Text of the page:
At the gate of the spaceport the familiar chemical odor hit him. He inhaled deeply; it was reassuring, the smell of his trade. To the uninitiated it was an ungodly stench: solvent, vehicle fumes, fuel for the boosters and the short-haul chemical burners. After several minutes the loop shuttle—a robot tractor pulling a string of cars lined with benches—glided up to the gate and the few home-bound late-shift workers descended. Torwald climbed aboard. He was the only passenger.
The port area covered four square kilometers of perfectly level surface, much of it occupied by hangars, repair docks, and underground machine shops, which Torwald passed through in the shuttle on his way to the terminal. Far out on the launching fields he could make out the lordly shapes of three towering Transgalactics. They were ships of the big lines that had cornered 97 percent of all intersystem trade and transport. Beyond the Transgalactics stood the humbler, lower silhouettes of the tramps. Those were his ships. In the glamour buckets, all was regimented and impersonal; the only way to gain rank was to bootlick all the way up the ladder. It was a system Torwald couldn't stomach—a .flaw of personality that had kept him a ranker or probationary officer all the time he was in the Navy.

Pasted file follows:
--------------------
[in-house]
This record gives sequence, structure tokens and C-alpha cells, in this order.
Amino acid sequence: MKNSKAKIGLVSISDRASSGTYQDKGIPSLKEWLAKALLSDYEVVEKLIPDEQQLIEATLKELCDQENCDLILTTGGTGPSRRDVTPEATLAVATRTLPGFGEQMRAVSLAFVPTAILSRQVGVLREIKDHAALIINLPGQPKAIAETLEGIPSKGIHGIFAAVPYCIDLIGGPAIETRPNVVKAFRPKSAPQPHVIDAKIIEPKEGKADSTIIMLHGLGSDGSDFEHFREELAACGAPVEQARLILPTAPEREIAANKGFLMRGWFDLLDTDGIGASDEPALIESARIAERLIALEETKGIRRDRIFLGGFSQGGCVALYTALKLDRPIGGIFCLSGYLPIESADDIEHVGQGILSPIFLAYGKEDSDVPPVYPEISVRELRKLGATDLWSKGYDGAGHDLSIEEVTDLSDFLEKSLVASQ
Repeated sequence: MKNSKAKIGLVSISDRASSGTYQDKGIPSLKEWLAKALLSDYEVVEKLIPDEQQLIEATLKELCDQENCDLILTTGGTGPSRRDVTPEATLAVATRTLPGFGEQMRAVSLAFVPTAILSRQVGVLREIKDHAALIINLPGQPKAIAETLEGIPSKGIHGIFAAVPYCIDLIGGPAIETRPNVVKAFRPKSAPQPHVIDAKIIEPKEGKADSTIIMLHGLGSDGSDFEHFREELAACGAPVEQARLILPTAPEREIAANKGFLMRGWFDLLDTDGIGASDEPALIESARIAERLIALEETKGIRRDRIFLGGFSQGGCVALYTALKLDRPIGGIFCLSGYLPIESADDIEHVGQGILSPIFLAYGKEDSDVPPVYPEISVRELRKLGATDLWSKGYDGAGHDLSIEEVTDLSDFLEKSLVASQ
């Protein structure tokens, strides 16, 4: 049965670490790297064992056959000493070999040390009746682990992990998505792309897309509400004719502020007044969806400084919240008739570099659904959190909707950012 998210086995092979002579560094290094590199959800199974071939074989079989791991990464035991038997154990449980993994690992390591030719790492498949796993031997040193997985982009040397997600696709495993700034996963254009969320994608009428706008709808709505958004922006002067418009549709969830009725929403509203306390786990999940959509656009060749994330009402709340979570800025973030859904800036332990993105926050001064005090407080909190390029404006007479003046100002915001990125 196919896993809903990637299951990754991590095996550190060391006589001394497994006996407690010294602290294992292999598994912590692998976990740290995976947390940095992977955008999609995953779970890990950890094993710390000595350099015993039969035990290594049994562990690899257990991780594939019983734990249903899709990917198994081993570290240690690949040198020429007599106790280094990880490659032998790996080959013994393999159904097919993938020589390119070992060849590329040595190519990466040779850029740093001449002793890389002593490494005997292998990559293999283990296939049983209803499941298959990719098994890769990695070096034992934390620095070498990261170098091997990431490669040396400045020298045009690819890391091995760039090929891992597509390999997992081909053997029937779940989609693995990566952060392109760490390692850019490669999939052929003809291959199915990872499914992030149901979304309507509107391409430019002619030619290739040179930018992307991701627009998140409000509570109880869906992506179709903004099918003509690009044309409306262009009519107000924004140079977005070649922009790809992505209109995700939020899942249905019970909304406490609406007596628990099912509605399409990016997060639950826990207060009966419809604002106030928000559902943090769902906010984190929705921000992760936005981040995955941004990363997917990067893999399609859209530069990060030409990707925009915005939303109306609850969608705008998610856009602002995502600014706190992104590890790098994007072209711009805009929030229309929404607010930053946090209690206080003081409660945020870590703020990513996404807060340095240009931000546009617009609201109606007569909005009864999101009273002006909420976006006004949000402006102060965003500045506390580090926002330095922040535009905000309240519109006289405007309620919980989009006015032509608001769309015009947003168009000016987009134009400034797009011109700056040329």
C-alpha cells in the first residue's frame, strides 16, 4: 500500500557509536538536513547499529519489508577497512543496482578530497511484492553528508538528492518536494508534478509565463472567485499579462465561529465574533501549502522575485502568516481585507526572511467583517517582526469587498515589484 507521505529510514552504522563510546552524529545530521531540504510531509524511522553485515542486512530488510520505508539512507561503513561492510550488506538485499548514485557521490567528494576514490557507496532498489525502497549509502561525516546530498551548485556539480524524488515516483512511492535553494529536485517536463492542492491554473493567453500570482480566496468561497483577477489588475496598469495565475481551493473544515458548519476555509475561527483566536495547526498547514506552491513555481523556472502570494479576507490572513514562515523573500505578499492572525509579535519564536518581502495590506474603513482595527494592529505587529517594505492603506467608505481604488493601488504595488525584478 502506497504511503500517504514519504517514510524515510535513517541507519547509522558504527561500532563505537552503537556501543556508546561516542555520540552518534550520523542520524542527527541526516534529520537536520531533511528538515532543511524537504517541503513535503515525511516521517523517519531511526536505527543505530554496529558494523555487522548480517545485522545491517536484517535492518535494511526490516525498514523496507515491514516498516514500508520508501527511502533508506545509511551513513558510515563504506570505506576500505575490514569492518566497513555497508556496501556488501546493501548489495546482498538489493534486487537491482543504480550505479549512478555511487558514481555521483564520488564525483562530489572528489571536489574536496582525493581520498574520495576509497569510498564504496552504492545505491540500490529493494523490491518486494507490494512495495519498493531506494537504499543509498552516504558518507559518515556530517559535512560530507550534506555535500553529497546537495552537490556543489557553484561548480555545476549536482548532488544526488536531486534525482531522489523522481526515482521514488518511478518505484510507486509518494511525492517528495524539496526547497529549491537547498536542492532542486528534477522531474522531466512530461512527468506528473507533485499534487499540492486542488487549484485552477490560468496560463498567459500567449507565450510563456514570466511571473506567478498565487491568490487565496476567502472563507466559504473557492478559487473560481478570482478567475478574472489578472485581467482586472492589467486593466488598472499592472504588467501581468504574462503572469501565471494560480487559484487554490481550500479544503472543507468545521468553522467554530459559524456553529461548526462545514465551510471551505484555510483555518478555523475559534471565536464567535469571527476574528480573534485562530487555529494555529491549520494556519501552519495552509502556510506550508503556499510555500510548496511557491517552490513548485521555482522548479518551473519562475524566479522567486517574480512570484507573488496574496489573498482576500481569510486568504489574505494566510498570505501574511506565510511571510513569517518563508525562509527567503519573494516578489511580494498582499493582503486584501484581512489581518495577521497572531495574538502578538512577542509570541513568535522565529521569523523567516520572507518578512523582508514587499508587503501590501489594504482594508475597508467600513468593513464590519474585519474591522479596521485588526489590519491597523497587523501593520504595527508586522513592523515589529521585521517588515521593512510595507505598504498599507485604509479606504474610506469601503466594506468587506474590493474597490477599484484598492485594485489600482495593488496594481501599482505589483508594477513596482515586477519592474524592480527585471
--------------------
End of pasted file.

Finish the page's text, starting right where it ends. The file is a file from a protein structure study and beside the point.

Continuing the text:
The shuttle finally stopped at a gigantic dome, the largest spaceport building in all human space, though those of several of the colonies were catching up fast. Torwald entered the terminal and found himself in an immense circular cavern, acres in area. Around its periphery were ticket booths, waiting rooms, gift shops, snack bars, lading offices, Customs and Immigration, hiring offices, and hundreds of others.
The center of the building was filled with display cases and exhibits illustrating the history of space exploration. Torwald wandered among the cases, waiting for the Ship's Personnel Hiring Office to open. He loved this museum. He'd read about it when he was just a boy living on the fjord at Trondheim, dreaming of the day he would go into space. His initiation. into spacefaring had been brutal: drafted at sixteen into the Space Navy when the Triumvirate had attacked the Republic. Many of the displays were devoted to the ships of the Triumvirate and to samples of the weaponry of that vicious but mercifully short-lived empire.